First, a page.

Concert Review :: Winnipeg Folk Fest :: TEKE::TEKE

*Content from last Summer!*

by Myles Tiessen

TEKE::TEKE took to the Big Bluestem stage after a long and hot day in Birds Hill Provincial Park at the Winnipeg Folk Festival. Heat exhaustion and dehydration were taking hold of the crowd, and engagement was low. But, as the band launched into the first song of the buzzy and feedback-heavy set, a wave of jubilation washed over attendees and everyone was locked into the mesmerizing talent of TEKE::TEKE. 

An attentive crowd is vital for TEKE::TEKE. The band relies heavily on the audience for the allowance to freely express their limitless creativity. Being onstage with a unified audience is, as guitarist Hidetaka Yoneyama states it, “nourishment to the brain.”

Yoneyama says that symbiosis with the crowd means the Montreal-based Japanese seven-piece can unlock newfound artistry and explore their musical potential. Call it psychedelic, prog, motorik, whatever you want, TEKE::TEKE’s foray into the musical unknown is mind-boggling to witness in person. Being in the crowd that Friday night at Folk Fest was an experience unlike any other–a community of folks engulfed in the experimental tendencies of a band truly united with their audience. “It’s like a communication we are doing on stage. We are not just going up and making noise; it is very important to have the reaction from people.” Yoneyama humorously simplifies; “people were so positive, and there was a good vibe.”

“We are a band of humans, and the [audience] is very important to us,” says Yoneyama. “The connection with people made us who we are now.”

TEKE::TEKE is composed of artists who used their diverse backgrounds in everything from acting to classical music and jazz to create their most recent critically renowned album Shirushi. Over a sprawling nine songs, the band collided traditional Japanese instruments like the shinobue and taisho koto with fuzzy guitars to create an opulent cinematic experience. TEKE::TEKE are masters of genre-bending, and Shirushi lands delicately in the middle of modern punk, experimental Japanese movie scores, and 1960s surf music.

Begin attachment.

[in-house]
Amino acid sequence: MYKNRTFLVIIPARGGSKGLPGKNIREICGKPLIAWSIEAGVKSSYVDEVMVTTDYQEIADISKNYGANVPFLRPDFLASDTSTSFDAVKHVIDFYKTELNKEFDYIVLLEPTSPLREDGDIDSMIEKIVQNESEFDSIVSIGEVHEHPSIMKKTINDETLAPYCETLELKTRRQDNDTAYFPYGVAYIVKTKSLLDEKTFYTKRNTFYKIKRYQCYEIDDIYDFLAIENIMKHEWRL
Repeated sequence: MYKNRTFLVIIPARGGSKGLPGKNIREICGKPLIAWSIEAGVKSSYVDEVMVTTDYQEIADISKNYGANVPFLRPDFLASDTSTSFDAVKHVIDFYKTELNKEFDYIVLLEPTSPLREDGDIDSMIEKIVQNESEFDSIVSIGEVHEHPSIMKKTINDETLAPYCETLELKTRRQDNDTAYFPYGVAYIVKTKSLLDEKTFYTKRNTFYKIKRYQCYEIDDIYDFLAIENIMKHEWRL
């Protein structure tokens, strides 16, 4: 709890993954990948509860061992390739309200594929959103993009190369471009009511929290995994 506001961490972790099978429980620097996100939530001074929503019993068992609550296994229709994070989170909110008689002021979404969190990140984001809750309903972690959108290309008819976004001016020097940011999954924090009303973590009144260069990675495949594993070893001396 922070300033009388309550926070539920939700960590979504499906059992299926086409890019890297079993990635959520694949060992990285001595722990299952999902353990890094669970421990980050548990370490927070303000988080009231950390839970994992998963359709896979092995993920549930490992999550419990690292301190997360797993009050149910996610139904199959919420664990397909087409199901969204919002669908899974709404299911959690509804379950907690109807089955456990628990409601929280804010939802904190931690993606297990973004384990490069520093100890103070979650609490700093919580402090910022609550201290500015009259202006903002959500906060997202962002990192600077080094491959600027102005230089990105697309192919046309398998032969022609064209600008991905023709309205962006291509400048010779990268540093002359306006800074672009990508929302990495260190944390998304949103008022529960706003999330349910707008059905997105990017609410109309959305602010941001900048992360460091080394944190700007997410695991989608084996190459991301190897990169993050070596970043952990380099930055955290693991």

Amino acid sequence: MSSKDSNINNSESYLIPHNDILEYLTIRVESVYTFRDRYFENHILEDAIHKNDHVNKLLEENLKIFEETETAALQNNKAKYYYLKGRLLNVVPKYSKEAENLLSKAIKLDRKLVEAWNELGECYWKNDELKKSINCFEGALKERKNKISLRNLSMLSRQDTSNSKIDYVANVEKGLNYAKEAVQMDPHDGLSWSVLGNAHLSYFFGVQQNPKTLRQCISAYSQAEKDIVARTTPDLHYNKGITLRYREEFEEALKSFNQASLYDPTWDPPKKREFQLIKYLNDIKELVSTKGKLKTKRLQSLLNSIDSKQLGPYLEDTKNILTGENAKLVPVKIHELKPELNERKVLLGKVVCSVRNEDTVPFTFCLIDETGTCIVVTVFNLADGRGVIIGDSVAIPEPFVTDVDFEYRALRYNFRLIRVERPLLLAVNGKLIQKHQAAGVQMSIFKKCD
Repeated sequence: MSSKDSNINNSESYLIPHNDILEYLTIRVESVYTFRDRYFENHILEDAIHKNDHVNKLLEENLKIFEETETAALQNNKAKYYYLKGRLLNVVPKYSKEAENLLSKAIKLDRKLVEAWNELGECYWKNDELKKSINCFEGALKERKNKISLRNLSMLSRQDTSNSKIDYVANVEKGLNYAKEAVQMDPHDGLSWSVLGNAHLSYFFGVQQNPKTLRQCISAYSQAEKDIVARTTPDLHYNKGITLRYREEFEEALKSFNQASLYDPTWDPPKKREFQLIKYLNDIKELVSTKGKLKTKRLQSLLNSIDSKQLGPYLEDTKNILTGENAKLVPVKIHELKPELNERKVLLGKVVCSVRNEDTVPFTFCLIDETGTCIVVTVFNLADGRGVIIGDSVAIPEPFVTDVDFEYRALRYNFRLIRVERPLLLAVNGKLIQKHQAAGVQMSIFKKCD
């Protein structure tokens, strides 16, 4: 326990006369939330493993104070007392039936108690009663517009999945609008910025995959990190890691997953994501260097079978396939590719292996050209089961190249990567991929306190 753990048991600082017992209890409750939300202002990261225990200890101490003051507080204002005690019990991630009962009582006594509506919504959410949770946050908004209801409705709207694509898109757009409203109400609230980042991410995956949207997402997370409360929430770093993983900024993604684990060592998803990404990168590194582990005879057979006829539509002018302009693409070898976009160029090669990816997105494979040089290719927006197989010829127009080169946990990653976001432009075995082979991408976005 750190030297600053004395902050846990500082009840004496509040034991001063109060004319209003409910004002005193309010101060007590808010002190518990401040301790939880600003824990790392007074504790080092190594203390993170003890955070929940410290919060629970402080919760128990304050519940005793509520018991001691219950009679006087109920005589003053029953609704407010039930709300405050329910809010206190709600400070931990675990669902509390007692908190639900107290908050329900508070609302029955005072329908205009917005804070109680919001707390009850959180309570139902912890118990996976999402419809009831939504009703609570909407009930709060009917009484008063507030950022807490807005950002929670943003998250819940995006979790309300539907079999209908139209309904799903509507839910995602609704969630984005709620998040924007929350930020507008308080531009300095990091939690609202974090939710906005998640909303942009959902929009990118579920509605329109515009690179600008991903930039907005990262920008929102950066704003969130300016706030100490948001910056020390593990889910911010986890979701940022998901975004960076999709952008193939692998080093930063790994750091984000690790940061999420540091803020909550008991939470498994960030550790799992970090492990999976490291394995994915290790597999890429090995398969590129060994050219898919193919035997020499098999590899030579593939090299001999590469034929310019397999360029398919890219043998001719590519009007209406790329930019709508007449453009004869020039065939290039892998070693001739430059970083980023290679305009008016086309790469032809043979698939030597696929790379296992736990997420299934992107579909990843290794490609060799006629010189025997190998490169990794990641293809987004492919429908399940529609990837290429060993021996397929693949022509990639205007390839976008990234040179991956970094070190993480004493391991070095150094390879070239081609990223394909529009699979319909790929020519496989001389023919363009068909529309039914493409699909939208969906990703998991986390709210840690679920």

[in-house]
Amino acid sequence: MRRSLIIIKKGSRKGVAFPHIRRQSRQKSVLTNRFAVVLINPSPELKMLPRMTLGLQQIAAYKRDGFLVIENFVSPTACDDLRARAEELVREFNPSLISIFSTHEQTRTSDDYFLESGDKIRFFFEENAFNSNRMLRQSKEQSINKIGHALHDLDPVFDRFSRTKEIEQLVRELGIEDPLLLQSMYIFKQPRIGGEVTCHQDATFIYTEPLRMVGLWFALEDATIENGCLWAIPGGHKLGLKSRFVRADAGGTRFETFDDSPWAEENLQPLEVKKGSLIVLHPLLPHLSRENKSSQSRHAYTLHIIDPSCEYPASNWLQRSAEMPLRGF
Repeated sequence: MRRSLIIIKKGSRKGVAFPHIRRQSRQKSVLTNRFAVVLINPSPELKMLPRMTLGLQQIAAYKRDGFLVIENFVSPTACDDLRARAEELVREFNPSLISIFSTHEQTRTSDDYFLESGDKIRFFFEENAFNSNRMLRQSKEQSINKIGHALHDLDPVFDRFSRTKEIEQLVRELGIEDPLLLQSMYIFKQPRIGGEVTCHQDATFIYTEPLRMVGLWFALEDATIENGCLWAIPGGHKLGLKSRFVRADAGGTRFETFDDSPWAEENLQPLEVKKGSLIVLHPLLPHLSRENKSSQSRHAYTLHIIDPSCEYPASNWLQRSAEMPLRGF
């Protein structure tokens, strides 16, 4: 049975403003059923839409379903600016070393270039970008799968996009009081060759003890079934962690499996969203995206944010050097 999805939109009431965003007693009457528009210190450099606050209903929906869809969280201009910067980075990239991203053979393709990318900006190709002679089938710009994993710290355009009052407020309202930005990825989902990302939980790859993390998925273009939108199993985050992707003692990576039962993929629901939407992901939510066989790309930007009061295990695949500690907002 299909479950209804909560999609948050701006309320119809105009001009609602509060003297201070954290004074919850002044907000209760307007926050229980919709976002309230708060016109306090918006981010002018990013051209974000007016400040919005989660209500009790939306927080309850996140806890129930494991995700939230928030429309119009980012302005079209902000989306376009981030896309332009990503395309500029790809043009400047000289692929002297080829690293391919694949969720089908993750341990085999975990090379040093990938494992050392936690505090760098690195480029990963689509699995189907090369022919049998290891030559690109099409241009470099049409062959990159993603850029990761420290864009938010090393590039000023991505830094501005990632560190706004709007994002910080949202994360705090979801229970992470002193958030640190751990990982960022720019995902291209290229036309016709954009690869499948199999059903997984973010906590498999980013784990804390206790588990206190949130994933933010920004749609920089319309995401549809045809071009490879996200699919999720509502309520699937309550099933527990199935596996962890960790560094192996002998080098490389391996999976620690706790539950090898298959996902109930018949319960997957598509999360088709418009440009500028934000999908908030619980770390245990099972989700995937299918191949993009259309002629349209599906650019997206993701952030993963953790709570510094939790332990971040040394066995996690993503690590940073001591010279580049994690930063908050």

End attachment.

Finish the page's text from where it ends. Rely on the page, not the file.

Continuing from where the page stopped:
“We come together with ideas, and we cut and destroy [the songs],” says Yoneyama. “It’s positive destruction.” 

Writing songs backward, cutting out verses and instrumental breaks, changing tempos, and adding uncommon instruments are all part of kintsugi’s destructive/constructive process that influenced the album’s name and concept. Yoneyama says his background as a classical musician and love for Japanese industrial noise music inspired him to reach into his toolbox and pull out a pair of pliers on stage when playing his guitar. Yoneyama says that the juxtaposition of beauty and ugliness informs TEKE::TEKE songs.

As the sun set on Yoneyama using his pliers onstage at Folk Fest, the mass of fans packed closely to the stage let out roaring praises and exclamations just as rampant and fiery as the audacious sneer of metal machinery on metal instruments. “We want [our performances] to be a little dirty and not too clean. That is the way we [express] the energy of TEKE::TEKE,” say Yoneyama.

TEKE::TEKE tore through their set at an unrelenting pace, only stopping to tune or fix a few technical issues (except for the very end when band member Serge Nakauchi Pelletier sheepishly asked the crowd if he could take a photo of them). Though the band emphasizes audience connection, TEKE::TEKE rarely took time for stage banter. Instead, they let their music do the talking. Barreling through songs from Shirushi, the astounding visual and audio spectacle put the crowd uniformly in a state of ecstasy. 

“Without the audience, we don’t know where to throw our energies. I remember the first live show we did after the [COVID-19 pandemic]; it was as if we were exploding! We have always been linked to the audience, but it feels like we are more linked to them now.”

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